Britannia Mews (1949) (aka: The Forbidden Street) Dana Andrews, Maureen O'Hara, Sybil Thorndike, Fay Compton Movie Review

Britannia Mews (1949)   2/52/52/52/52/5

Maureen O'Hara in Britannia Mews (1949) (aka: The Forbidden Street)

Here is the Mews

As a young child Adelaide 'Addie' Culver (Maureen O'Hara) was fascinated by Britannia Mews which ran by her well to do parent's home despite being forbidden from ever entering the Mews. And nothing changes when she becomes a woman as the Mews became the focus of her artwork under the tutelage of Henry Lambert (Dana Andrews) whilst Henry becomes the focus of her affections as they fall in love. Much to her parent's dismay Addie & Henry marry with Addie doing her best to support her short tempered husband as he tries to deal with his drinking problem. When Henry falls to his death, drunk Addie finds herself being blackmailed by Mrs. Mounsey (Sybil Thorndike), the hag who lives across the way leaving Addie to become tough till an unusual turn of events brings Gilbert Lauderdale Gilbert Lauderdale into her life.

"Britannia Mews" which also goes by the name "The Forbidden Street" is a nothing movie. Oh it tells a story, has a nice set and an appealing cast, well it stars Maureen O'Hara, but it is all kind of pointless. It is hard to describe without giving detail away but the story sort of goes well to do woman marries, suffers hardship, then tragedy but then receives a glimmer of hope of happiness again.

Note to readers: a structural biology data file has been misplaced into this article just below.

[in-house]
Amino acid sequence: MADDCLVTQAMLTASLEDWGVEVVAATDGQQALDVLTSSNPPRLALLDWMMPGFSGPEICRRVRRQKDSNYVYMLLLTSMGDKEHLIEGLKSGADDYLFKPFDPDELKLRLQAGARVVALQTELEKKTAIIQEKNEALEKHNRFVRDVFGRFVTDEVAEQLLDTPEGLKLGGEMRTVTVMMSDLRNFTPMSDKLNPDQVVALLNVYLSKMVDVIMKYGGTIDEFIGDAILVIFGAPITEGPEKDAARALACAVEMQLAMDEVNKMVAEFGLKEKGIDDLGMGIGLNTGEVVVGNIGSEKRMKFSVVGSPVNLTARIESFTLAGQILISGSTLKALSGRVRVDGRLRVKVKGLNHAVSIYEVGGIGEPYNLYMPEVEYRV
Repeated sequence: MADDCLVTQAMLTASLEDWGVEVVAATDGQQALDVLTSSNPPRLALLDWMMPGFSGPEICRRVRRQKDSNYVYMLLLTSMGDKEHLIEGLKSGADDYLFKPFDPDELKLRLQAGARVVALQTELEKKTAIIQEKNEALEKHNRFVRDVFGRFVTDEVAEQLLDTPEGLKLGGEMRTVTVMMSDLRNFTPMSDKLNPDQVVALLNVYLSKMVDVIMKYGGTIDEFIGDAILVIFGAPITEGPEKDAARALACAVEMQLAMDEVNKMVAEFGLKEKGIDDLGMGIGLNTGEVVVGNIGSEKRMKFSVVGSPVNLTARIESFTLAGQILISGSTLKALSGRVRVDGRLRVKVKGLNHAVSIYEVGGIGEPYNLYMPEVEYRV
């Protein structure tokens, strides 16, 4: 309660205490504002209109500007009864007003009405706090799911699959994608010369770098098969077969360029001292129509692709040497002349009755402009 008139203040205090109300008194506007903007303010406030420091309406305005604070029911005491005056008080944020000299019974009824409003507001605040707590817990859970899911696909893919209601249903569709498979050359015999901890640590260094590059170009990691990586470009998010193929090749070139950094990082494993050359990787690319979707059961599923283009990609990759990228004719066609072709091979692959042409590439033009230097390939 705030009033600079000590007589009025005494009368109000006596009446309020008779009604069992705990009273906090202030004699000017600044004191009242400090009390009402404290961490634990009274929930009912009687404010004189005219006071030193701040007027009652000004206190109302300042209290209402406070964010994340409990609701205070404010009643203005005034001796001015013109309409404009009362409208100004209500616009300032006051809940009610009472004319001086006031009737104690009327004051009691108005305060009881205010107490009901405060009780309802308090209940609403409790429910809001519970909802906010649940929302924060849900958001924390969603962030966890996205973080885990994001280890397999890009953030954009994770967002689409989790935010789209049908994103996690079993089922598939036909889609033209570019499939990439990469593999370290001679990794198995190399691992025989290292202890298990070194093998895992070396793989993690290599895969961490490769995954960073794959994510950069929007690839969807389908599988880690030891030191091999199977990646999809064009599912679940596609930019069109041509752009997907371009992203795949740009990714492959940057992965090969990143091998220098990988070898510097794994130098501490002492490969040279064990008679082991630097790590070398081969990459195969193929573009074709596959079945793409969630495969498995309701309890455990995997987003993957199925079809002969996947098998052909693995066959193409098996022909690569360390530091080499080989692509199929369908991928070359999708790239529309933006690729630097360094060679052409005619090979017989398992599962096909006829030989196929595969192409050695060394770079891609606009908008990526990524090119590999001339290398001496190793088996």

The thing is that everything else in "Britannia Mews" is fine and Maureen O'Hara delivers an enjoyable performance with an accent which takes a journey. Plus this movie features puppets and whilst you can see that it isn't Dana Andrews operating them the scenes featuring them work well. But the storyline just doesn't really grab your attention as it meanders along to a suitable ending but nothing special.

What this all boils down to is that "Britannia Mews" is a simple and charming drama which has everything other than a great storyline to make it compelling.